You see this in the public face presented by British aid. DFID entitled a succession of White Papers 'Eliminating World Poverty' - admirable as a one-off rhetorical flourish, less realistic as the list of these publications lengthened. Ten years ago, British NGOs were searching for the campaign theme that would sum up their purpose around the 20th anniversary of the famine. They chose 'Make Poverty History.' It sounds great. The problem is that we've been making these promises year after year, decade after decade throughout the development era. It hasn't delivered. Indeed, in terms of inequality between and within nations, that horizon seems to be receding.
You certainly see this new aid world in action in Ethiopia. That's why I called my book 'Famine and Foreigners.' I remember my time with DFID in Addis Ababa. They're accommodated in newly-built offices in our huge, ancient and beautiful embassy compound. Our aid people greatly outnumber our diplomats, of course. I haven't done my homework on this, but I'd reckon by a factor 3 or 4 at least. I asked a senior official there - this is back in 2009 - what DFID's biggest priority was in Ethiopia. 'Governance,' she said firmly.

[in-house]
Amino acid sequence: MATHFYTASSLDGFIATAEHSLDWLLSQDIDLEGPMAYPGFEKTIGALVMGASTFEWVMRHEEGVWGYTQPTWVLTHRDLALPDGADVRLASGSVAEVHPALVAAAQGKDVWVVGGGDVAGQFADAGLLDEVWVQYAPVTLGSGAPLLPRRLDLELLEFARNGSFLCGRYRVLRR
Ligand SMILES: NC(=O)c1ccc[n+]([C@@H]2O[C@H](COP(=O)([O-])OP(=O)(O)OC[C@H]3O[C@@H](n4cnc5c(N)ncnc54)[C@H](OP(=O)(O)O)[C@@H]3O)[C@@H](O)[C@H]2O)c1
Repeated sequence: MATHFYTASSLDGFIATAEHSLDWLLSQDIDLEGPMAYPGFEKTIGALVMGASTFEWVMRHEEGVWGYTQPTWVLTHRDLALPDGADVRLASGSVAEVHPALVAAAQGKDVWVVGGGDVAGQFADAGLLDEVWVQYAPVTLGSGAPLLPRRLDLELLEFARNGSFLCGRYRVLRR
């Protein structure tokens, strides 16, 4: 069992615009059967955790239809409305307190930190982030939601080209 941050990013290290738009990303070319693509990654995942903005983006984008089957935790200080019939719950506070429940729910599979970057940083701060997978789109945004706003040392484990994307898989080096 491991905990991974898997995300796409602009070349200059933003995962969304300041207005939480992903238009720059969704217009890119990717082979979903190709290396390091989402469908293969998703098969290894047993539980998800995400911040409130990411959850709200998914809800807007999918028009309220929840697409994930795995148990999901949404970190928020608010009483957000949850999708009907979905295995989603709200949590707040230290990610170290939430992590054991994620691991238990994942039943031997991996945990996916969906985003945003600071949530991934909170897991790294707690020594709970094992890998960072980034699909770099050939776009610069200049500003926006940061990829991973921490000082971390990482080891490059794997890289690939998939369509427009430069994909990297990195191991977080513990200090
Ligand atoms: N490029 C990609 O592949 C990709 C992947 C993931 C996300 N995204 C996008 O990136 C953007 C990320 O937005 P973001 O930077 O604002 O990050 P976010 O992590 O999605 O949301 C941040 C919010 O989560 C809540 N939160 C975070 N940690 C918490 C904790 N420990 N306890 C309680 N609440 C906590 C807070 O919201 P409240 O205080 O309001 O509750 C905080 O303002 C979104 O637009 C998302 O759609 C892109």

What this means is that we have a good idea of how Ethiopia should be run, from top to bottom, and we intend to tell them all about it. For their part, the Ethiopians are an extraordinarily courteous people, courtly almost sometimes, but they also have an historically well-founded aversion to being told what to do. For them, the issue of 'governance' was the second of two so-called aid 'conditionalities' and it has been firmly resisted. The first aid conditionality, also resisted, dated from the 1990s when the EPRDF government came to power. This was the free market philosophy of the era - the opening up of Ethiopia's economy to the West, including the finance sector.
This was the way Meles Zenawi described their reaction to me about that first aid conditionality. I thought he put it charmingly. 'We in Ethiopia very nicely and politely have rejected a number of neo-liberal prescriptions given to us, and we have lived to tell the story.'